The Court of Justice of the European Union: what is it for?
The Court of Justice of the European Union is the judicial institution of the EU. It is located in Luxembourg and is structured into two courts. The Court of justice consists of one judge per each Member State, plus eleven advocates general who assist the Court in delivering reasoned opinions on pending cases. The General Court is made up of at least one judge per Member State (in 2018 there were 47, but that figure will be increased to 56 during 2019, i.e. two judges per country).
Each member is appointed to a renewable 6-year term by joint agreement of the State governments; their independence must be beyond doubt. The judges elect a President among them; he/she remains in office for 3 years. The Courts are multilingual institutions. All 24 EU official languages can be the language of the case, however, French is by custom the working language. At the same time, the judgments of both Courts are published in the European Court Reports in all the official languages.
Each Court is vested with well-determined competences and under certain conditions the Court of justice is the appeal court. The main aim of the judicial system is to guarantee EU law is homogeneously interpreted and appropriately applied in every EU country, ensuring countries and EU institutions comply with EU law. To achieve this, the Courts are in charge of reviewing the legality of the acts of the EU institutions, ensuring the EU takes action when its institutions fail to do so, enforcing EU law ensuring the compliance of Member State with all obligations, and finally interpreting EU law. The latter is the so-called preliminary ruling procedure and it can be activated whenever a case is pending in national courts of EU countries but the national judges are in doubt about the interpretation or validity of an EU legal act. In this event, they can ask the EU Court for clarification.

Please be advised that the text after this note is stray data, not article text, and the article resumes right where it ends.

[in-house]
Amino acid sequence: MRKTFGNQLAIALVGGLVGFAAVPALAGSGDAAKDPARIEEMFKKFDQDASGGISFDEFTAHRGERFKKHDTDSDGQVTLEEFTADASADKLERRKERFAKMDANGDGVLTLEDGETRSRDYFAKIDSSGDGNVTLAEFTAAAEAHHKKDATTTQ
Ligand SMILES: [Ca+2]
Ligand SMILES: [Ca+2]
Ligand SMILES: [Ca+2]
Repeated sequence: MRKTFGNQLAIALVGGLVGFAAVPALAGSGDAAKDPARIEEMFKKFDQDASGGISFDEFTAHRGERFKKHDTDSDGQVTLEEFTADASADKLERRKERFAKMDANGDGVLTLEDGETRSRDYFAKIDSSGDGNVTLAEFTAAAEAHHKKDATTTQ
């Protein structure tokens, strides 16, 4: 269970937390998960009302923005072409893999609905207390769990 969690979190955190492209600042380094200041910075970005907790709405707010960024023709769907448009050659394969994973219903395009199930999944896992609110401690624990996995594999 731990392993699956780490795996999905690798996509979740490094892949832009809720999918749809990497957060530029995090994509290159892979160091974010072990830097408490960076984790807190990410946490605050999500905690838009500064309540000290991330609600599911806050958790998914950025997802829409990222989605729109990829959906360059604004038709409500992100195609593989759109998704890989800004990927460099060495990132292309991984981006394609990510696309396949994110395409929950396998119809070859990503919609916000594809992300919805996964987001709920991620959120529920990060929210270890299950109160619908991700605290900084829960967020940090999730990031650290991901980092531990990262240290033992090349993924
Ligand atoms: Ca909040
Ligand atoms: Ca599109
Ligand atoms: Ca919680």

Individuals or companies that suffered damage by an EU institution action or inaction have at their disposal two remedies. If they are directly and personally affected by a decision, they can bring the case directly before the General Court. Otherwise, they can take indirect action through national courts, which have the power to refer the case to the Court of Justice. Furthermore, individuals can submit an official complaint, if they believe any State authority has infringed EU law.
| Alice Valdesalici is an award-winning senior researcher at the Institute for Comparative Federalism of Eurac Research. She got her PhD in Italian and Constitutional Law from the University of Verona in 2016. Her main research interests are comparative federalism, Italian regionalism, the special autonomy of Trentino-South Tyrol and institutional innovation.|